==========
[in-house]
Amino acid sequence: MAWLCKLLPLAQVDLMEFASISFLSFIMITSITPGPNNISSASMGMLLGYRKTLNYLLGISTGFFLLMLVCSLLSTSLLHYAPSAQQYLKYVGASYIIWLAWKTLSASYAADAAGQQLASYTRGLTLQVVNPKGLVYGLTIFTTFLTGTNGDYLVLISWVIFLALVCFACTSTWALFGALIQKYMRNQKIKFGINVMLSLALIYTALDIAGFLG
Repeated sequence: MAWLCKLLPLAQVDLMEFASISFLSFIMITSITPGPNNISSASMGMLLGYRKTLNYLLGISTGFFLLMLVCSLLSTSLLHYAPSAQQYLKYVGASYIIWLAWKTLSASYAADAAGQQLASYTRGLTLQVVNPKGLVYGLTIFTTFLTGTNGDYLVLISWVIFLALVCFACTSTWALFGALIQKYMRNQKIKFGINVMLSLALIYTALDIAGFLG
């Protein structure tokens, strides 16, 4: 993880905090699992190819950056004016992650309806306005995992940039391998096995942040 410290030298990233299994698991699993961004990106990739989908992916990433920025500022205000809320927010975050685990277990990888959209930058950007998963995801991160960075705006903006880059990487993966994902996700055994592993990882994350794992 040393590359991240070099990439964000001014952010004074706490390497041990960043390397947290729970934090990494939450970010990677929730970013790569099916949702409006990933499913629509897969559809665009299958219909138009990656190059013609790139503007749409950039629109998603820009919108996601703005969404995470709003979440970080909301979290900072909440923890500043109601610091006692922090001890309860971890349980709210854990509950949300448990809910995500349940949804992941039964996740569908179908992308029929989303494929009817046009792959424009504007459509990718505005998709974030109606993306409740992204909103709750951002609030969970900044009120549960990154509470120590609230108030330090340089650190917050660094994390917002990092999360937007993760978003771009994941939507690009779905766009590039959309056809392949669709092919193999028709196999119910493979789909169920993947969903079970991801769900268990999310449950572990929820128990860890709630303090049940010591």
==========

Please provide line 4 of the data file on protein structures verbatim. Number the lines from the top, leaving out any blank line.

């Protein structure tokens, strides 16, 4: 993880905090699992190819950056004016992650309806306005995992940039391998096995942040 410290030298990233299994698991699993961004990106990739989908992916990433920025500022205000809320927010975050685990277990990888959209930058950007998963995801991160960075705006903006880059990487993966994902996700055994592993990882994350794992 040393590359991240070099990439964000001014952010004074706490390497041990960043390397947290729970934090990494939450970010990677929730970013790569099916949702409006990933499913629509897969559809665009299958219909138009990656190059013609790139503007749409950039629109998603820009919108996601703005969404995470709003979440970080909301979290900072909440923890500043109601610091006692922090001890309860971890349980709210854990509950949300448990809910995500349940949804992941039964996740569908179908992308029929989303494929009817046009792959424009504007459509990718505005998709974030109606993306409740992204909103709750951002609030969970900044009120549960990154509470120590609230108030330090340089650190917050660094994390917002990092999360937007993760978003771009994941939507690009779905766009590039959309056809392949669709092919193999028709196999119910493979789909169920993947969903079970991801769900268990999310449950572990929820128990860890709630303090049940010591």